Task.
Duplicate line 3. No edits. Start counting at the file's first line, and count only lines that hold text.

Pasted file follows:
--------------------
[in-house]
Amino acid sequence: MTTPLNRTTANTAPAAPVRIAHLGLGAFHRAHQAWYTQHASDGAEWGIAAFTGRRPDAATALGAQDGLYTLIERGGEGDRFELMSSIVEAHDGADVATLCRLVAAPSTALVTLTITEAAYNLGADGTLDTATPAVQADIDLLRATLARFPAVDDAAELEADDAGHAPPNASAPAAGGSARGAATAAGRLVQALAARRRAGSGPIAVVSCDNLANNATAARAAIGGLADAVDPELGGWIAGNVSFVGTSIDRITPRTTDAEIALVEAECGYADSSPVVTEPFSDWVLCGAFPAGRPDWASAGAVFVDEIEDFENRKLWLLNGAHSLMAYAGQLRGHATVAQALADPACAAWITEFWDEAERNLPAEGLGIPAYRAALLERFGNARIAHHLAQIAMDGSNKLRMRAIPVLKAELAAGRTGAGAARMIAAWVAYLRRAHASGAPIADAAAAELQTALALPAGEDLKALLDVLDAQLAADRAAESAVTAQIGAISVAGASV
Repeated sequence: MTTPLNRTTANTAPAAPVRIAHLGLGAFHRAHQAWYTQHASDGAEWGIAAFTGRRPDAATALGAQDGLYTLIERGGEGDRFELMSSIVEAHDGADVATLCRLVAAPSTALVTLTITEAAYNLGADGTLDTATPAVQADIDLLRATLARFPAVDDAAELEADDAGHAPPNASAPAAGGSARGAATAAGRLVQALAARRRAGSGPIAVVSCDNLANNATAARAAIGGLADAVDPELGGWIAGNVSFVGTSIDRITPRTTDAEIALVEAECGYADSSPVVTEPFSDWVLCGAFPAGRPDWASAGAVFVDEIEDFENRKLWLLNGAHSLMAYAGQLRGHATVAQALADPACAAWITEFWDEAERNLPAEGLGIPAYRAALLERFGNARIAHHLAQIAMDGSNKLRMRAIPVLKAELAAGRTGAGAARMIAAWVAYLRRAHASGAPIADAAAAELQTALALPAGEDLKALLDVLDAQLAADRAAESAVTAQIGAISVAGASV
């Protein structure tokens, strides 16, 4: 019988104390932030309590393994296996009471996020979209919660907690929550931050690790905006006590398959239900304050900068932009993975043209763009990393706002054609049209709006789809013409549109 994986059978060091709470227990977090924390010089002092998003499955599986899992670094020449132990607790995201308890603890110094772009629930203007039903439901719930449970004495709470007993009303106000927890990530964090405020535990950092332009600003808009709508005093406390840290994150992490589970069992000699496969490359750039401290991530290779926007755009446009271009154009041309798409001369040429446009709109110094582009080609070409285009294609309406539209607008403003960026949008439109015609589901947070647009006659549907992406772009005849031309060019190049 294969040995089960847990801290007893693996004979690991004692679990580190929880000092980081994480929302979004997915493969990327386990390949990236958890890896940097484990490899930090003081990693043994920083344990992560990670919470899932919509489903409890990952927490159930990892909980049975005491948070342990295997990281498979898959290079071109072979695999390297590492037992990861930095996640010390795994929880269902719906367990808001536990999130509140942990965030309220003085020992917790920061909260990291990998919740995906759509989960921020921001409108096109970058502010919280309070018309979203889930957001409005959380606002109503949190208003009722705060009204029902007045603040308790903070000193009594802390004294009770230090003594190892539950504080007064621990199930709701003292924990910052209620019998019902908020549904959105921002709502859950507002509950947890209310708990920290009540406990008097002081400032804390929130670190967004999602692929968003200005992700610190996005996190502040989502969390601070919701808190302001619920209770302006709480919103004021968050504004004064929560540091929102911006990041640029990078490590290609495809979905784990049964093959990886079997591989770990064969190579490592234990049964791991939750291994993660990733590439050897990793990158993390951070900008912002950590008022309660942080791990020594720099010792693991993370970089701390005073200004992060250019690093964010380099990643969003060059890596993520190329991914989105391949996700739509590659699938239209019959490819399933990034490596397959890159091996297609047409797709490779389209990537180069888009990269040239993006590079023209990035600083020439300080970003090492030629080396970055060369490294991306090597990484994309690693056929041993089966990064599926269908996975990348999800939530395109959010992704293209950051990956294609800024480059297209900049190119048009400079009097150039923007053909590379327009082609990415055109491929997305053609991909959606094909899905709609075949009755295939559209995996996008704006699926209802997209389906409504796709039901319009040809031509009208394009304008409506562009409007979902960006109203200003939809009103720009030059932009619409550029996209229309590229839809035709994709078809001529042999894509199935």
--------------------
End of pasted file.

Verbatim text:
Repeated sequence: MTTPLNRTTANTAPAAPVRIAHLGLGAFHRAHQAWYTQHASDGAEWGIAAFTGRRPDAATALGAQDGLYTLIERGGEGDRFELMSSIVEAHDGADVATLCRLVAAPSTALVTLTITEAAYNLGADGTLDTATPAVQADIDLLRATLARFPAVDDAAELEADDAGHAPPNASAPAAGGSARGAATAAGRLVQALAARRRAGSGPIAVVSCDNLANNATAARAAIGGLADAVDPELGGWIAGNVSFVGTSIDRITPRTTDAEIALVEAECGYADSSPVVTEPFSDWVLCGAFPAGRPDWASAGAVFVDEIEDFENRKLWLLNGAHSLMAYAGQLRGHATVAQALADPACAAWITEFWDEAERNLPAEGLGIPAYRAALLERFGNARIAHHLAQIAMDGSNKLRMRAIPVLKAELAAGRTGAGAARMIAAWVAYLRRAHASGAPIADAAAAELQTALALPAGEDLKALLDVLDAQLAADRAAESAVTAQIGAISVAGASV